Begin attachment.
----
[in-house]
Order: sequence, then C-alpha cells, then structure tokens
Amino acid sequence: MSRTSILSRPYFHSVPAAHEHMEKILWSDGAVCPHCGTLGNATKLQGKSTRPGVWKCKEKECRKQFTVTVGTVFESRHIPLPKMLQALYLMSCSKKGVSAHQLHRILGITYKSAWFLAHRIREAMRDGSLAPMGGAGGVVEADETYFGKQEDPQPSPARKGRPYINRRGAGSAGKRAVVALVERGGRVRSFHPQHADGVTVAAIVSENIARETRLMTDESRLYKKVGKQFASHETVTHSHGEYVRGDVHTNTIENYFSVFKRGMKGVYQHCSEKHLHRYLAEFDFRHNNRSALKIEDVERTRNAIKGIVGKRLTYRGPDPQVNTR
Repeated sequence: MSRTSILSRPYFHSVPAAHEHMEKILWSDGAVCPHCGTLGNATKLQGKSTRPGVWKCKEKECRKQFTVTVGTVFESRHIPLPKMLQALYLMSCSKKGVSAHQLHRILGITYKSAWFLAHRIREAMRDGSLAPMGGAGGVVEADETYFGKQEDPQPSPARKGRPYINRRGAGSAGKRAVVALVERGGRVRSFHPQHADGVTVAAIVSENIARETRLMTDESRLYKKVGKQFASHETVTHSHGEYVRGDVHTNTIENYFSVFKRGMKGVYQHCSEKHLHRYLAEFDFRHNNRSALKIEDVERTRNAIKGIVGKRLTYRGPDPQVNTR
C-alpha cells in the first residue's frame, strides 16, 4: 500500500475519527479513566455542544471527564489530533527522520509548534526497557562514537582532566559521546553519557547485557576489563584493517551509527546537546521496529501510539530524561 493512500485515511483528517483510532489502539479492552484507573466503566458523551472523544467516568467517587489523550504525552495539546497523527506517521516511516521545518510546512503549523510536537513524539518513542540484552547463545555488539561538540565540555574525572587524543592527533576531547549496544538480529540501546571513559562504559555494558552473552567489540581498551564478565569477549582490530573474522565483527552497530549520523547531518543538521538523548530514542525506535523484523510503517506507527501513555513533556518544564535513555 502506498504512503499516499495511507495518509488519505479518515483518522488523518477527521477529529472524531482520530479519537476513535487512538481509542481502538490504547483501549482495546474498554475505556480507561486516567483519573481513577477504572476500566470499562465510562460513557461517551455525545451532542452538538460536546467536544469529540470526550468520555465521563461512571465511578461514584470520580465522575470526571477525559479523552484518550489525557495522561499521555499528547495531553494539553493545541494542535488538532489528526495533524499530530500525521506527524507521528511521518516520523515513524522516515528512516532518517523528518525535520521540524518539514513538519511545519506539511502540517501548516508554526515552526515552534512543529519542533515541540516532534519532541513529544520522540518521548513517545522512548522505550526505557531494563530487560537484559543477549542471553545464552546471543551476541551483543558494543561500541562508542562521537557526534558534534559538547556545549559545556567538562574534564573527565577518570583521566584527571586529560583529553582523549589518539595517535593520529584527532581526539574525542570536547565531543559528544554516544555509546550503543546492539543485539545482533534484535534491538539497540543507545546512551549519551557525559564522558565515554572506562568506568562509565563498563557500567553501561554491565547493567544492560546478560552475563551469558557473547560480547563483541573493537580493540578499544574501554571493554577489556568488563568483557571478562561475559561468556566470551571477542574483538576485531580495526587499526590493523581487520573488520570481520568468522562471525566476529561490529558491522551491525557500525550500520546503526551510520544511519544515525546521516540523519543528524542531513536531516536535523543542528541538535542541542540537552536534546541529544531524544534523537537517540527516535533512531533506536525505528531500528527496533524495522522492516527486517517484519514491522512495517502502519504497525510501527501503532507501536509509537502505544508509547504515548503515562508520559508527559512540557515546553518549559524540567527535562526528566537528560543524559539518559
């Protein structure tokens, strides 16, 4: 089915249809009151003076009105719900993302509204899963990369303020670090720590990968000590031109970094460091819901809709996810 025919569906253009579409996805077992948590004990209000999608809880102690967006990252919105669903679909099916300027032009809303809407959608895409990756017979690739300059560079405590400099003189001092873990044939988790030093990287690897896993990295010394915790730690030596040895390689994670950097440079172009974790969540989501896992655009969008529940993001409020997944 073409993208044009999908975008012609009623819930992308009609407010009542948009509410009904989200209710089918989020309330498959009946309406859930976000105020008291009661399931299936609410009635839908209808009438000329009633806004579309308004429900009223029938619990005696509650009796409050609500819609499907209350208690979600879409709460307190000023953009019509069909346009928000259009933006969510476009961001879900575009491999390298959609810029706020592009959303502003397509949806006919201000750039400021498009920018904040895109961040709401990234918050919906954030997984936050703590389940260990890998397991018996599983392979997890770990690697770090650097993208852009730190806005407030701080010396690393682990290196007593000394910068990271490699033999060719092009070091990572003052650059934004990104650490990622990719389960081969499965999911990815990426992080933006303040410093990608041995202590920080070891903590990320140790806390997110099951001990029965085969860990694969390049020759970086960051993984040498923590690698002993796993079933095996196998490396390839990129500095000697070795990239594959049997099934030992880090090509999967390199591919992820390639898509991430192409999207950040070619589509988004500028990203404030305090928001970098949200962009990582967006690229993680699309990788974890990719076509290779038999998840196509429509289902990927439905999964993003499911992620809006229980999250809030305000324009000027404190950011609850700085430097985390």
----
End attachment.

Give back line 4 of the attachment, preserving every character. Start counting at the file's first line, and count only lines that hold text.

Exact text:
Repeated sequence: MSRTSILSRPYFHSVPAAHEHMEKILWSDGAVCPHCGTLGNATKLQGKSTRPGVWKCKEKECRKQFTVTVGTVFESRHIPLPKMLQALYLMSCSKKGVSAHQLHRILGITYKSAWFLAHRIREAMRDGSLAPMGGAGGVVEADETYFGKQEDPQPSPARKGRPYINRRGAGSAGKRAVVALVERGGRVRSFHPQHADGVTVAAIVSENIARETRLMTDESRLYKKVGKQFASHETVTHSHGEYVRGDVHTNTIENYFSVFKRGMKGVYQHCSEKHLHRYLAEFDFRHNNRSALKIEDVERTRNAIKGIVGKRLTYRGPDPQVNTR